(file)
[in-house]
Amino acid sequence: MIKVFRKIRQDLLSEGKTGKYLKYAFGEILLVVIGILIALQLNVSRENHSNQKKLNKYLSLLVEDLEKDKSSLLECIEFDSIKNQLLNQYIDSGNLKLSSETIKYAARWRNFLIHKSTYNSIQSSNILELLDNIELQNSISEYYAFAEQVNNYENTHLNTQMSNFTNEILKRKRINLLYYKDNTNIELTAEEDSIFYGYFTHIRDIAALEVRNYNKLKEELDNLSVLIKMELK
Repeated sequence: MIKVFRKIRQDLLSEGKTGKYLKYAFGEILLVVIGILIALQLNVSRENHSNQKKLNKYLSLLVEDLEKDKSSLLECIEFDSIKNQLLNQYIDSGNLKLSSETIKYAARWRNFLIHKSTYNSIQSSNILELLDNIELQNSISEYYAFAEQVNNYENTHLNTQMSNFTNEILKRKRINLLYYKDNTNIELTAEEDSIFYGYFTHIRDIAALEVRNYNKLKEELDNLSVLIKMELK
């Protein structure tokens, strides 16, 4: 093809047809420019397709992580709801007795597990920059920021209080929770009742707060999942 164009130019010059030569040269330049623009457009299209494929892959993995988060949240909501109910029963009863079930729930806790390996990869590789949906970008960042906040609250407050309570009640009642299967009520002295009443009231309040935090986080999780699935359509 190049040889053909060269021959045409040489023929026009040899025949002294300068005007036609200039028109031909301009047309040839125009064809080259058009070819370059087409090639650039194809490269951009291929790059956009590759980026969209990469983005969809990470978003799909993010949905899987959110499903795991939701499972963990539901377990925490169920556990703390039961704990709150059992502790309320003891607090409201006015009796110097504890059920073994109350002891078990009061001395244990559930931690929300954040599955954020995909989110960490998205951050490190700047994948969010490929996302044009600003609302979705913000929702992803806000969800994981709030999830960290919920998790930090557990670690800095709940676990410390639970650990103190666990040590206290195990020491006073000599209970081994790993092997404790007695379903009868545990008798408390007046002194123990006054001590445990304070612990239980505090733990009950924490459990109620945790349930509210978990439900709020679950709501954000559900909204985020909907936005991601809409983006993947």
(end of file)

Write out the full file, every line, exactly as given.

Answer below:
[in-house]
Amino acid sequence: MIKVFRKIRQDLLSEGKTGKYLKYAFGEILLVVIGILIALQLNVSRENHSNQKKLNKYLSLLVEDLEKDKSSLLECIEFDSIKNQLLNQYIDSGNLKLSSETIKYAARWRNFLIHKSTYNSIQSSNILELLDNIELQNSISEYYAFAEQVNNYENTHLNTQMSNFTNEILKRKRINLLYYKDNTNIELTAEEDSIFYGYFTHIRDIAALEVRNYNKLKEELDNLSVLIKMELK
Repeated sequence: MIKVFRKIRQDLLSEGKTGKYLKYAFGEILLVVIGILIALQLNVSRENHSNQKKLNKYLSLLVEDLEKDKSSLLECIEFDSIKNQLLNQYIDSGNLKLSSETIKYAARWRNFLIHKSTYNSIQSSNILELLDNIELQNSISEYYAFAEQVNNYENTHLNTQMSNFTNEILKRKRINLLYYKDNTNIELTAEEDSIFYGYFTHIRDIAALEVRNYNKLKEELDNLSVLIKMELK
């Protein structure tokens, strides 16, 4: 093809047809420019397709992580709801007795597990920059920021209080929770009742707060999942 164009130019010059030569040269330049623009457009299209494929892959993995988060949240909501109910029963009863079930729930806790390996990869590789949906970008960042906040609250407050309570009640009642299967009520002295009443009231309040935090986080999780699935359509 190049040889053909060269021959045409040489023929026009040899025949002294300068005007036609200039028109031909301009047309040839125009064809080259058009070819370059087409090639650039194809490269951009291929790059956009590759980026969209990469983005969809990470978003799909993010949905899987959110499903795991939701499972963990539901377990925490169920556990703390039961704990709150059992502790309320003891607090409201006015009796110097504890059920073994109350002891078990009061001395244990559930931690929300954040599955954020995909989110960490998205951050490190700047994948969010490929996302044009600003609302979705913000929702992803806000969800994981709030999830960290919920998790930090557990670690800095709940676990410390639970650990103190666990040590206290195990020491006073000599209970081994790993092997404790007695379903009868545990008798408390007046002194123990006054001590445990304070612990239980505090733990009950924490459990109620945790349930509210978990439900709020679950709501954000559900909204985020909907936005991601809409983006993947």